Furthermore, the funding will also support the website developed by this program along with the UCLA Fielding School of Public Health which offers translations of COVID-19 medical facts and health guidelines: “The center’s website translates COVID-19 medical facts into dozens of languages to advance efforts to get evidence-based information to people who are often isolated by language barriers from public health messages.”
This program seeks to ensure that a language barrier does not put certain groups at a greater health risk due to a lack of access to public information, and that all individuals have access to the same guidelines and information regardless of the language that they speak.
This Multilingual Resource Hub offers translations about COVID-19 information as well as COVID-19 vaccination information in a variety of languages such as French, Armenian, Hmong and countless other languages. The website also offers the information in multiple languages based on local guidelines for various states and territories.
With this funding, Stop AAPI Hate and UCLA Asian American Studies Center aims to allow research to continue and lead to solutions that will be beneficial to all communities, raise awareness of the marginalization that Asian Americans are currently experiencing as a result of the pandemic, protect Asian communities from racially motivated acts of violence, and support those who have been a victim of these crimes.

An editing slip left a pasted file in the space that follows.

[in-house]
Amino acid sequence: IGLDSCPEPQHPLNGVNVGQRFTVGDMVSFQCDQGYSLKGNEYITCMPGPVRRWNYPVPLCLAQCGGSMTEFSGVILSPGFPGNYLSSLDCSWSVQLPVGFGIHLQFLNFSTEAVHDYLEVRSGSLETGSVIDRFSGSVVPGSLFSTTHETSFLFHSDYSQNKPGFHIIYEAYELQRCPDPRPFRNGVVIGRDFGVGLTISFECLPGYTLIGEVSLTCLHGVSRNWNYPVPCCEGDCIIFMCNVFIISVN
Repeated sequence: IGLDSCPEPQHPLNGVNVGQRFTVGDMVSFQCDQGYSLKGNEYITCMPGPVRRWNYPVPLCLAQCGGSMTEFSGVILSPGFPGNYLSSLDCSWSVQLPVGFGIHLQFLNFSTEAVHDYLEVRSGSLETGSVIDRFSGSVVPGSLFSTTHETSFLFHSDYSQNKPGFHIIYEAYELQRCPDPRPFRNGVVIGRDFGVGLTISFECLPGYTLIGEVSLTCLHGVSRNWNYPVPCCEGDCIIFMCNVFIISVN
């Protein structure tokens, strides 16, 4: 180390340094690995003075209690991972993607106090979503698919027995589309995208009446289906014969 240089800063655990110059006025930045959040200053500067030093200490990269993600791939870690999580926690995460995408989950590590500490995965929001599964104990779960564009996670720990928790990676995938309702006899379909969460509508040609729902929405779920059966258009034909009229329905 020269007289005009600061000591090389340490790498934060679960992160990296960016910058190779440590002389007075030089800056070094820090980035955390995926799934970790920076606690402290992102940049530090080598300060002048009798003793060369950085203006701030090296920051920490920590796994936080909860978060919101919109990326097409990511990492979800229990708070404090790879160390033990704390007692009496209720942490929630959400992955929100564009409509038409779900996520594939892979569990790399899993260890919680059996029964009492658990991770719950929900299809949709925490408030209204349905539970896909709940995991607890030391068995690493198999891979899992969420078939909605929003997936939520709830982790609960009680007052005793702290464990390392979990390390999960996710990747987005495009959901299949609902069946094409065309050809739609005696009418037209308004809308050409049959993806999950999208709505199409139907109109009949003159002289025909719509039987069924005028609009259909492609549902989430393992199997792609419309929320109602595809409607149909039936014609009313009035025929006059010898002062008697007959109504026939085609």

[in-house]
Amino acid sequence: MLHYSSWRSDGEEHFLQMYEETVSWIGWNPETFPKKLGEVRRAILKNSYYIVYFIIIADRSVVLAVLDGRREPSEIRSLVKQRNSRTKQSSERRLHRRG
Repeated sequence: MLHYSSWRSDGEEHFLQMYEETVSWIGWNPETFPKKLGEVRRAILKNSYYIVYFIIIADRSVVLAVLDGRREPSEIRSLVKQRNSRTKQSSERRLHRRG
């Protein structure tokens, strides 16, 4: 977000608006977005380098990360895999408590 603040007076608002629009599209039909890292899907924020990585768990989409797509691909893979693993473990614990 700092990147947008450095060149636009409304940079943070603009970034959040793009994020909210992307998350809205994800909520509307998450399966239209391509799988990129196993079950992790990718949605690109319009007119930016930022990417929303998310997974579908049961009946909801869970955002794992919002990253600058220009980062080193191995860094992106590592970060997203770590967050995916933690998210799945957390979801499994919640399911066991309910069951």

This act by the state of California is the first step in many actions against xenophobia and racism against AAPI that are sure to come. For example, on March 5th, the Department of Justice, in accordance with President Biden’s “Presidential Memorandum Condemning and Combating Racism, Xenophobia, and Intolerance Against Asian Americans and Pacific Islanders in the United States” held a listening session as part of the effort to combat hate crimes against AAPI communities.
Since the beginning of the pandemic, in March 2020, there have been over 3,000 reports of racism and discrimination which target Asian Amercians across the country.
Many people were not aware that these attacks against Asian communities are not new occurrences, and have been occurring frequently since the start of the pandemic, but not getting the attention from the media. The visibility and awareness of these attacks is a result of the rise in hate crimes due to the racist rhetoric about the pandemic finally being brought to the attention of the mainstream media. This rise in awareness likely served as a catalyst for Stop AAPI Hate receiving this funding from the state.
While the fight against racism, xenophobia and acts of violence against AAPI as a direct result of the ongoing pandemic has just begun, there will likely be much more legislation and protections for all communities—especially underrepresented communities such as low income, minority and AAPI communities—to come in order to address the disproportionate toll that the pandemic has taken on these groups.
Meghan Imperio is a writer for the LA Vanguard’s social justice desk. She is an English major at UCLA, originally from Glendale, CA.